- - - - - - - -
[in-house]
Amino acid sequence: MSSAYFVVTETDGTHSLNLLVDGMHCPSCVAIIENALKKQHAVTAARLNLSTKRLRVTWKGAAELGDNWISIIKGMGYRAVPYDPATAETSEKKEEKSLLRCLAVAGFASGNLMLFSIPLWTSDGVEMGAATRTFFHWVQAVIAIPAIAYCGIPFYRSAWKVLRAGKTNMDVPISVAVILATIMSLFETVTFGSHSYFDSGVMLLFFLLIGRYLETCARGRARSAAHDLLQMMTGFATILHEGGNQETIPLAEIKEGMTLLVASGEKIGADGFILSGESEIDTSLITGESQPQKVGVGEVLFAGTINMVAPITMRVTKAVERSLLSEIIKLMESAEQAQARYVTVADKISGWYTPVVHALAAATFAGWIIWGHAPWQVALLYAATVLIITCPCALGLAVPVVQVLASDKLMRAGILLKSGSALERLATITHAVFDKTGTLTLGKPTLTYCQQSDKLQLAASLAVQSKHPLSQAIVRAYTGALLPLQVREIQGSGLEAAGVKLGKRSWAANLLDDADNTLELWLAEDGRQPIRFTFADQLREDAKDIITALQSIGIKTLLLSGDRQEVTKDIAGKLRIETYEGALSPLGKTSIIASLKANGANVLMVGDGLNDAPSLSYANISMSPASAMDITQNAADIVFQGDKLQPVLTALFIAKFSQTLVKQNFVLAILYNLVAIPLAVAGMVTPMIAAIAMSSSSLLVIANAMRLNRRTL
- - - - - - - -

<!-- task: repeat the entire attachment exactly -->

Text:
[in-house]
Amino acid sequence: MSSAYFVVTETDGTHSLNLLVDGMHCPSCVAIIENALKKQHAVTAARLNLSTKRLRVTWKGAAELGDNWISIIKGMGYRAVPYDPATAETSEKKEEKSLLRCLAVAGFASGNLMLFSIPLWTSDGVEMGAATRTFFHWVQAVIAIPAIAYCGIPFYRSAWKVLRAGKTNMDVPISVAVILATIMSLFETVTFGSHSYFDSGVMLLFFLLIGRYLETCARGRARSAAHDLLQMMTGFATILHEGGNQETIPLAEIKEGMTLLVASGEKIGADGFILSGESEIDTSLITGESQPQKVGVGEVLFAGTINMVAPITMRVTKAVERSLLSEIIKLMESAEQAQARYVTVADKISGWYTPVVHALAAATFAGWIIWGHAPWQVALLYAATVLIITCPCALGLAVPVVQVLASDKLMRAGILLKSGSALERLATITHAVFDKTGTLTLGKPTLTYCQQSDKLQLAASLAVQSKHPLSQAIVRAYTGALLPLQVREIQGSGLEAAGVKLGKRSWAANLLDDADNTLELWLAEDGRQPIRFTFADQLREDAKDIITALQSIGIKTLLLSGDRQEVTKDIAGKLRIETYEGALSPLGKTSIIASLKANGANVLMVGDGLNDAPSLSYANISMSPASAMDITQNAADIVFQGDKLQPVLTALFIAKFSQTLVKQNFVLAILYNLVAIPLAVAGMVTPMIAAIAMSSSSLLVIANAMRLNRRTL